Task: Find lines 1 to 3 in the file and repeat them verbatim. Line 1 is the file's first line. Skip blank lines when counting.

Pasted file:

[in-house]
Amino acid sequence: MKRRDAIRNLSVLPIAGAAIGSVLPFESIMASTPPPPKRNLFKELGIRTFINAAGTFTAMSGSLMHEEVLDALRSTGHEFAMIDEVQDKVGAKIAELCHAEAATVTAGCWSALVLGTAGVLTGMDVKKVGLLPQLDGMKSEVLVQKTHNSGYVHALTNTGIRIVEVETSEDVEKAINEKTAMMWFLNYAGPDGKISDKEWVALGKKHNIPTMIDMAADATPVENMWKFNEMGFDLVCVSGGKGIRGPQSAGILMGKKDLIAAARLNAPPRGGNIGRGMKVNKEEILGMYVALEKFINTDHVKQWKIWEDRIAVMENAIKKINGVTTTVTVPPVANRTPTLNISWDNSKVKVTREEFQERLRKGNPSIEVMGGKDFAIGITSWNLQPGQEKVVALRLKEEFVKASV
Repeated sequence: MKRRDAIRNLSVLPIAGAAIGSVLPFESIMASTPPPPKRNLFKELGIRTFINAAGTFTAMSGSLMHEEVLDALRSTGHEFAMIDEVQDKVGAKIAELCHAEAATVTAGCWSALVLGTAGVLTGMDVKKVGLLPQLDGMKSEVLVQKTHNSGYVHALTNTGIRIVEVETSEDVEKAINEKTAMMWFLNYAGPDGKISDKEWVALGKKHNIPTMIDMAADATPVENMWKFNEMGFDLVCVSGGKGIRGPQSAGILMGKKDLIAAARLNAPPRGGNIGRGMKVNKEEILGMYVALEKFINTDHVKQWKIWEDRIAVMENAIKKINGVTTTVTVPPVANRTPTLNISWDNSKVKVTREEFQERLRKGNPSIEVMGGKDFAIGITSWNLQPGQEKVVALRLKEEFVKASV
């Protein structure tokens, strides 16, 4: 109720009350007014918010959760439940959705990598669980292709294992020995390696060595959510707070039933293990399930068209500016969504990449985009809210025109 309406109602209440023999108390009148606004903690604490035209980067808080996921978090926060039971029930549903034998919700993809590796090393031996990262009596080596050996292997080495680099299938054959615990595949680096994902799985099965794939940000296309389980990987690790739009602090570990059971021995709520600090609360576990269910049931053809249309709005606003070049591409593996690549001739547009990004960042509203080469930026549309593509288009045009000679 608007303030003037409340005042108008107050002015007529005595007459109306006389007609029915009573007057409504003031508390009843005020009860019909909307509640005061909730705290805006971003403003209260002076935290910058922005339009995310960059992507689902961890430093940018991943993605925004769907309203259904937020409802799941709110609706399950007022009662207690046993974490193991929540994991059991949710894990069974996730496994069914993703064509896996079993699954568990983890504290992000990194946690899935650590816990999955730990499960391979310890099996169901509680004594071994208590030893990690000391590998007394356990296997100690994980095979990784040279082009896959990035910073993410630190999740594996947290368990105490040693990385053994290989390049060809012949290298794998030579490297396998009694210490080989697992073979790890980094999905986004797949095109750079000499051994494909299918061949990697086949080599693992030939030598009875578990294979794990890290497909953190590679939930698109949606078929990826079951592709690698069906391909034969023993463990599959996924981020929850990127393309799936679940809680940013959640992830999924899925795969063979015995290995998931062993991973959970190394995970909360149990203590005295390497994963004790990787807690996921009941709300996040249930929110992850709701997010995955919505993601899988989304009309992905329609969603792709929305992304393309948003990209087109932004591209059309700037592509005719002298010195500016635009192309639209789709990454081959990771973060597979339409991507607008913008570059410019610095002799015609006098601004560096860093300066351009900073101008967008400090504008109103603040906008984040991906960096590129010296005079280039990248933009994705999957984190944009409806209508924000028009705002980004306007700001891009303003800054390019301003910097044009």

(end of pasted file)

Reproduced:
[in-house]
Amino acid sequence: MKRRDAIRNLSVLPIAGAAIGSVLPFESIMASTPPPPKRNLFKELGIRTFINAAGTFTAMSGSLMHEEVLDALRSTGHEFAMIDEVQDKVGAKIAELCHAEAATVTAGCWSALVLGTAGVLTGMDVKKVGLLPQLDGMKSEVLVQKTHNSGYVHALTNTGIRIVEVETSEDVEKAINEKTAMMWFLNYAGPDGKISDKEWVALGKKHNIPTMIDMAADATPVENMWKFNEMGFDLVCVSGGKGIRGPQSAGILMGKKDLIAAARLNAPPRGGNIGRGMKVNKEEILGMYVALEKFINTDHVKQWKIWEDRIAVMENAIKKINGVTTTVTVPPVANRTPTLNISWDNSKVKVTREEFQERLRKGNPSIEVMGGKDFAIGITSWNLQPGQEKVVALRLKEEFVKASV
Repeated sequence: MKRRDAIRNLSVLPIAGAAIGSVLPFESIMASTPPPPKRNLFKELGIRTFINAAGTFTAMSGSLMHEEVLDALRSTGHEFAMIDEVQDKVGAKIAELCHAEAATVTAGCWSALVLGTAGVLTGMDVKKVGLLPQLDGMKSEVLVQKTHNSGYVHALTNTGIRIVEVETSEDVEKAINEKTAMMWFLNYAGPDGKISDKEWVALGKKHNIPTMIDMAADATPVENMWKFNEMGFDLVCVSGGKGIRGPQSAGILMGKKDLIAAARLNAPPRGGNIGRGMKVNKEEILGMYVALEKFINTDHVKQWKIWEDRIAVMENAIKKINGVTTTVTVPPVANRTPTLNISWDNSKVKVTREEFQERLRKGNPSIEVMGGKDFAIGITSWNLQPGQEKVVALRLKEEFVKASV